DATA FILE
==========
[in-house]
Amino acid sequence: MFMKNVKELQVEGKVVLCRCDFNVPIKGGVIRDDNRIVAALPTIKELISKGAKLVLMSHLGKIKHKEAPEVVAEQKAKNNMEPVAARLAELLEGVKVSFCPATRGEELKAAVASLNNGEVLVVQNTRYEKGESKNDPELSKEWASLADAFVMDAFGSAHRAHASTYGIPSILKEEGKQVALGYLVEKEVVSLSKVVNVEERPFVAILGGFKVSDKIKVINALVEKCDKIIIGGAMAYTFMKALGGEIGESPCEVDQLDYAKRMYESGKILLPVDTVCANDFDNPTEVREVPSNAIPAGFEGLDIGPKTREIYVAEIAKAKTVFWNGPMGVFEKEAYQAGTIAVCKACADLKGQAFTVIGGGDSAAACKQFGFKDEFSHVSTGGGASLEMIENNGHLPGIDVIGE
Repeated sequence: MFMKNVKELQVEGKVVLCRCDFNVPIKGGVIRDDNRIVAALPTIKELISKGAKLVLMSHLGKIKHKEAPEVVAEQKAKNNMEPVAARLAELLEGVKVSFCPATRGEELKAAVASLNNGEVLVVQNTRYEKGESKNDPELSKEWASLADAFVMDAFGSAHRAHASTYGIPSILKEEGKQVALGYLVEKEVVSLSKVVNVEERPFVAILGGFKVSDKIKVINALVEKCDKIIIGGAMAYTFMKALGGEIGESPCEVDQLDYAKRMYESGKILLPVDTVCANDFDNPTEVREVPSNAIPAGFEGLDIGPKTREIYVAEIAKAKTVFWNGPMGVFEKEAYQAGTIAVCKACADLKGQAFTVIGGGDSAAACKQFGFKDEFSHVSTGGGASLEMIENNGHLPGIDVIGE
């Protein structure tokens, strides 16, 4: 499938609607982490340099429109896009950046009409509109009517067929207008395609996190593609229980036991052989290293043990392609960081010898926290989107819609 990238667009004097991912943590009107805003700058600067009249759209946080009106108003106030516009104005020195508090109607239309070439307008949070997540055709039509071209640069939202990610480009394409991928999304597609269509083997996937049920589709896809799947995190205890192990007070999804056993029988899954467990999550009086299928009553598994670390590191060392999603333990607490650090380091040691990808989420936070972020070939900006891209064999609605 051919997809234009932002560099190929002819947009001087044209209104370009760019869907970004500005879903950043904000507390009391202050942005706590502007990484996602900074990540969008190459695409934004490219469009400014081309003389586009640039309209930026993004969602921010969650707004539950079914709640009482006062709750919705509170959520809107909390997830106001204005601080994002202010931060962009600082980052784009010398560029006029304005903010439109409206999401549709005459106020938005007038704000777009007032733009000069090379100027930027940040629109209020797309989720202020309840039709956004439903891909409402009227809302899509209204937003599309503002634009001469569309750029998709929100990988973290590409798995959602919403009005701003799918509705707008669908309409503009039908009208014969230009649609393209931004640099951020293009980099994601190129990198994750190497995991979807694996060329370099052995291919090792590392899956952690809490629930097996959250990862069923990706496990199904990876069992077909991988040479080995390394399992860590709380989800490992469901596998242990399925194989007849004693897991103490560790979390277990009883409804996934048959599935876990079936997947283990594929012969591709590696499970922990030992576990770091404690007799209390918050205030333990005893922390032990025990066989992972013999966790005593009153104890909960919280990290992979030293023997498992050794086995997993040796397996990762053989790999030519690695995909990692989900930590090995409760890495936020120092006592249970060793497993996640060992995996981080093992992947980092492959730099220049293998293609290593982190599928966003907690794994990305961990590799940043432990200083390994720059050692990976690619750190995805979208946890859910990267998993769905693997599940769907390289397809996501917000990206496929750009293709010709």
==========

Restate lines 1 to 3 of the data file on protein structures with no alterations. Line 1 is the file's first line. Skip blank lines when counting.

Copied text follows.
[in-house]
Amino acid sequence: MFMKNVKELQVEGKVVLCRCDFNVPIKGGVIRDDNRIVAALPTIKELISKGAKLVLMSHLGKIKHKEAPEVVAEQKAKNNMEPVAARLAELLEGVKVSFCPATRGEELKAAVASLNNGEVLVVQNTRYEKGESKNDPELSKEWASLADAFVMDAFGSAHRAHASTYGIPSILKEEGKQVALGYLVEKEVVSLSKVVNVEERPFVAILGGFKVSDKIKVINALVEKCDKIIIGGAMAYTFMKALGGEIGESPCEVDQLDYAKRMYESGKILLPVDTVCANDFDNPTEVREVPSNAIPAGFEGLDIGPKTREIYVAEIAKAKTVFWNGPMGVFEKEAYQAGTIAVCKACADLKGQAFTVIGGGDSAAACKQFGFKDEFSHVSTGGGASLEMIENNGHLPGIDVIGE
Repeated sequence: MFMKNVKELQVEGKVVLCRCDFNVPIKGGVIRDDNRIVAALPTIKELISKGAKLVLMSHLGKIKHKEAPEVVAEQKAKNNMEPVAARLAELLEGVKVSFCPATRGEELKAAVASLNNGEVLVVQNTRYEKGESKNDPELSKEWASLADAFVMDAFGSAHRAHASTYGIPSILKEEGKQVALGYLVEKEVVSLSKVVNVEERPFVAILGGFKVSDKIKVINALVEKCDKIIIGGAMAYTFMKALGGEIGESPCEVDQLDYAKRMYESGKILLPVDTVCANDFDNPTEVREVPSNAIPAGFEGLDIGPKTREIYVAEIAKAKTVFWNGPMGVFEKEAYQAGTIAVCKACADLKGQAFTVIGGGDSAAACKQFGFKDEFSHVSTGGGASLEMIENNGHLPGIDVIGE